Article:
On 18 August 1982 the Moscow City Court examined the case of Gleb Pavlovsky (b. 1950) who was arrested on 5 April 1982 (CCE 64). Pavlovsky was charged with offences under Article 190-1 of the RSFSR Criminal Code: “Dissemination of fabrications known to be false, which defame the Soviet political and social system”.
Pavlovsky was accused of being an editor of the samizdat journal Poiski (Investigations), Issues 1-7 (CCE 58.7), and author of a number of articles published in that journal, including some under the pseudonym “P. Pryzhov”.
Yekaterina Gaidamachuk (CCE 58), Victor Sokirko (CCE 58.8 and 60) and Alexander Daniel (CCE 63) were called as witnesses in court.
Gaidamachuk refused to give evidence.
Sokirko repeated the testimony he had given during his own trial (29-30 September 1980, CCE 58.8) at which he received a three-year suspended prison sentence.
Daniel said that he considered Pavlovsky’s articles were intended for debate and discussion. Pavlovsky objected, saying that the articles were defamatory because that was the assessment made of them in the sentences handed down at the preceding trials of the Poiski editors (CCE 58).
In his speech defence attorney D.M. Akselbant (CCE 58) said he considered the arrest of Pavlovsky to be a mistake on the part of investigators since the editors of Poiski had announced as far back as 31 December 1979 that they were ceasing publication of the journal (CCE 56). There had already been three trials in the Poiski case. The present charge sheet repeated in full the accusations brought in previous years and there were no indications that Pavlovsky had continued his literary activities after signing, in early 1980, an admission of his responsibility under Article 190-1.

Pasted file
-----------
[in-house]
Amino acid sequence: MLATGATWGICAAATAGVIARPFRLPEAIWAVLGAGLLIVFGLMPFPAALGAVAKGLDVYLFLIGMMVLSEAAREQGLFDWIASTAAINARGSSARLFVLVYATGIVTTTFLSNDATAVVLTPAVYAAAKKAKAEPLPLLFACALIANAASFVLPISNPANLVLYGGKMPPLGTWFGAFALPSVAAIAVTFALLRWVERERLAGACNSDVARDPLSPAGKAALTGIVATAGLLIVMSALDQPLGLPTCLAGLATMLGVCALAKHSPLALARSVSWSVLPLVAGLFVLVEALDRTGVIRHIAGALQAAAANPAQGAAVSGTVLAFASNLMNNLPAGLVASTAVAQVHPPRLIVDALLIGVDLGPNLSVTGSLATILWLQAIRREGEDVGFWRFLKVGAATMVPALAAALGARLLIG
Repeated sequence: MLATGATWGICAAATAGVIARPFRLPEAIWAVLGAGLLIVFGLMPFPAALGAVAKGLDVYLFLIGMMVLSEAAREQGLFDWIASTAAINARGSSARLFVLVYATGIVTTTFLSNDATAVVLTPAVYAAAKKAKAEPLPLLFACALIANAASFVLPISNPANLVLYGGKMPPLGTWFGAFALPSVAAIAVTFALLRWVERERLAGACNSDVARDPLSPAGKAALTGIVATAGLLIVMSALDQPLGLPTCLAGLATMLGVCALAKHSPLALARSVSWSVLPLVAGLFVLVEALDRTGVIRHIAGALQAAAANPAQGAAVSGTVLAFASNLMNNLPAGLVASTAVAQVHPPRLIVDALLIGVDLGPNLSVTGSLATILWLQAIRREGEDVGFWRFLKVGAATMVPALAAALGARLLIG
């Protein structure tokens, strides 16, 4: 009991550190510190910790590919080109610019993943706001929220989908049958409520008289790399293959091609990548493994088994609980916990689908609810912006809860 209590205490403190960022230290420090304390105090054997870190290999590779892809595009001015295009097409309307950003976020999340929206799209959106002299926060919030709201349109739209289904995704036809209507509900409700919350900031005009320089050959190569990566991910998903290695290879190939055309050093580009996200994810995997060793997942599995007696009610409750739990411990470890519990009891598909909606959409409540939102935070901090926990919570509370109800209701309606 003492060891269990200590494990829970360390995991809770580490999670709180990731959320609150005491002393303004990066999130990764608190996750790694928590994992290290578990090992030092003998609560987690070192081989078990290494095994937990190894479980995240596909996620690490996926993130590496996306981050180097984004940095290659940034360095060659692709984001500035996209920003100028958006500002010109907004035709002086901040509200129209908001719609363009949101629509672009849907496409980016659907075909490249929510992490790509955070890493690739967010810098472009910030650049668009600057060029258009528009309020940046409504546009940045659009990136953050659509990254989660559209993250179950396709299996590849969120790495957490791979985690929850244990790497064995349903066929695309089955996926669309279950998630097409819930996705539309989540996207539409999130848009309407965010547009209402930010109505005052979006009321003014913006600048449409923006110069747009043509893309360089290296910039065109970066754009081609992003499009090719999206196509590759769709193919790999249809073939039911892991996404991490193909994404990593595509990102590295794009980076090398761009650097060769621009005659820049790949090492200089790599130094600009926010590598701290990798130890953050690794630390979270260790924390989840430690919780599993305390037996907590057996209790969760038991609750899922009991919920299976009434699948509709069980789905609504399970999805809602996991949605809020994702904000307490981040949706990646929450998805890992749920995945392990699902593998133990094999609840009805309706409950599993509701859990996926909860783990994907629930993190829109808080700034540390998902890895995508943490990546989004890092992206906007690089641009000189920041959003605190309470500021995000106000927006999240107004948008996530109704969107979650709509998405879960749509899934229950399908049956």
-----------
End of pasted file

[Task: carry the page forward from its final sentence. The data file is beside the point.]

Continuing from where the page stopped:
Akselbant read out excerpts from the Short Literary Encyclopaedia and the Theory of Literature textbook used at Moscow State University, in order to show that a literary work cannot be a literal reflection of life but is its refraction through the prism of the author’s perception, and that caricature and exaggeration are forms of literary expression, not examples of defamation. The defence attorney suggested that the criminal charges against Pavlovsky be dropped.
In his last words in court Pavlovsky declared that he fully admitted his guilt and would accept any verdict the court reached.
Invoking Article 43 of the Criminal Code (Extenuating circumstances), the court sentenced Pavlovsky to five years exile.
On 26 August 1982 Akselbant submitted an appeal in which he argued that since the court had applied Article 43 the sentence must be a judicial error. Five years exile was undoubtedly a more severe punishment than the fine envisaged as the lower level for this crime. The appeal was turned down.
This report was prepared for the last, 65th issue of the Chronicle of Current Events (31 December 1982) which was never circulated (published) in the Soviet Union or translated abroad.
After 15 years of harassment, intimidation and arrests the Chronicle was finally shut down by the Soviet authorities in 1983.
Independent reports about human rights in the USSR and their violation continued to appear in USSR New Update (1978-1991), issued fortnightly in Munich by former political prisoner Kronid Lyubarsky. It is easily available only in a Russian edition.
This translation first published on the Rights in Russia website, 20 November 2014.